So when we all complain about the awful, stifling, Change Management process, we should really be grateful – for the heroic opportunities it provides? 🙂

3. Neil Chandler - August 26, 2016

You just stop it now! Do you know what sort of an afternoon I’ve had? And you write this.

Well the chance of hero-ness improved greatly when I finally had enough and just let all the stupid change through. My, that’s a lot of BasicFile BLOBs in the 12C DB storing all those character messages. Still, you’ll hit your deadlines if I release it…

Heros get bonuses.

[comment are fictional, and do not represent and of my clients past, present or future. OK. I made it up. Honest.]

mwidlake - August 26, 2016

Well, the blog is kind of your fault as you (correctly) pulled me up for a tweet about being a DBA hero – and how the best DBAs do not get the recognition they deserve as they only really need to be heroes (but cometh the hour, cometh the true DBA/sysadmin/developer hero)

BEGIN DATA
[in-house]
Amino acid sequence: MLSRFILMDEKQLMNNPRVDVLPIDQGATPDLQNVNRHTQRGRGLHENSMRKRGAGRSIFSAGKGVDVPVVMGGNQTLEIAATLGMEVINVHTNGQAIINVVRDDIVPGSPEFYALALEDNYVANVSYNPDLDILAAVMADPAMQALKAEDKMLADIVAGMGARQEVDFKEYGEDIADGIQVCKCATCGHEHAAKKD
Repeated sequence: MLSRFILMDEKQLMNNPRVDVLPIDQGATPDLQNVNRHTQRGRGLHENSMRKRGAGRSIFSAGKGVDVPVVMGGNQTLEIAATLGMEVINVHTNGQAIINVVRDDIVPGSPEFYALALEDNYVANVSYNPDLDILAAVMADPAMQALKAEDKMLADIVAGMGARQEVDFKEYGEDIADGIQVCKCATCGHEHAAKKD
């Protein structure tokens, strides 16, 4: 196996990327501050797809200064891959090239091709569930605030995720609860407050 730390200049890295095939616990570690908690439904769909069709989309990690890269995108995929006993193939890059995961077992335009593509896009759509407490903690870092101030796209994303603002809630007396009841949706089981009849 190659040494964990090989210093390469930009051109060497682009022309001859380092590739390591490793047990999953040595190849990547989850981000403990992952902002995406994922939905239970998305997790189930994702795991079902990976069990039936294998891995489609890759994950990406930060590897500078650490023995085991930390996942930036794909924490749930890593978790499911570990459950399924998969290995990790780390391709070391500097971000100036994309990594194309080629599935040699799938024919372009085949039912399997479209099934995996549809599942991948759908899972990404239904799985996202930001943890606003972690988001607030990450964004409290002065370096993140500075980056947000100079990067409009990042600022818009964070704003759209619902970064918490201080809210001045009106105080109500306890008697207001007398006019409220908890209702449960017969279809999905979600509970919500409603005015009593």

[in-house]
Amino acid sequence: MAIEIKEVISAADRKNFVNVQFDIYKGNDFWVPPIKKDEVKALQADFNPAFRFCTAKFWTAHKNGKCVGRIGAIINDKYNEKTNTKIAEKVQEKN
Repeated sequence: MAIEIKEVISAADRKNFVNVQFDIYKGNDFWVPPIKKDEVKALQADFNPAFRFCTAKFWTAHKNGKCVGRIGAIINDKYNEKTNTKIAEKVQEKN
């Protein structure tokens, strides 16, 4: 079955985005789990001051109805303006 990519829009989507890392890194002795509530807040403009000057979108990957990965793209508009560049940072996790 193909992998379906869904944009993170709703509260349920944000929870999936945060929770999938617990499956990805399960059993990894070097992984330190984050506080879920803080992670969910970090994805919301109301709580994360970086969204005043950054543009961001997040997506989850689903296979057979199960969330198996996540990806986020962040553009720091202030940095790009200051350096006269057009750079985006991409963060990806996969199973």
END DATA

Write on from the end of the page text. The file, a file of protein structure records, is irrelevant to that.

4. Piet de Visser - August 26, 2016

I can relate to that, being part of a “response team” at one customer.. But one thing my boss keeps repeating: “Nobody wants to Pay (or budget) for Pro-Active”

mwidlake - August 26, 2016

It something I struggle with on the times I represent a consultancy – “don’t fix what they have not paid us to fix!”. But, but, but…

daithiwalker - August 27, 2016

Been there alright. So frustrating when they only want to pay the minimum but you know they really need so much more. I find it very difficult to let these things go.

5. Jeffrey Kemp - August 27, 2016

I’m not a DBA but your article made me appreciate my current client’s IT leadership a bit more. Whenever there’s a disaster, their first priority is to get the situation under control. Then, the next day after the dust has settled, the questions start getting fired: “what failed, and why?” “what could we have done to avoid this? what can we do now to avoid future failures of this type?”. Usually it gets CC’ed to us developers so we can consider how the app design could be improved.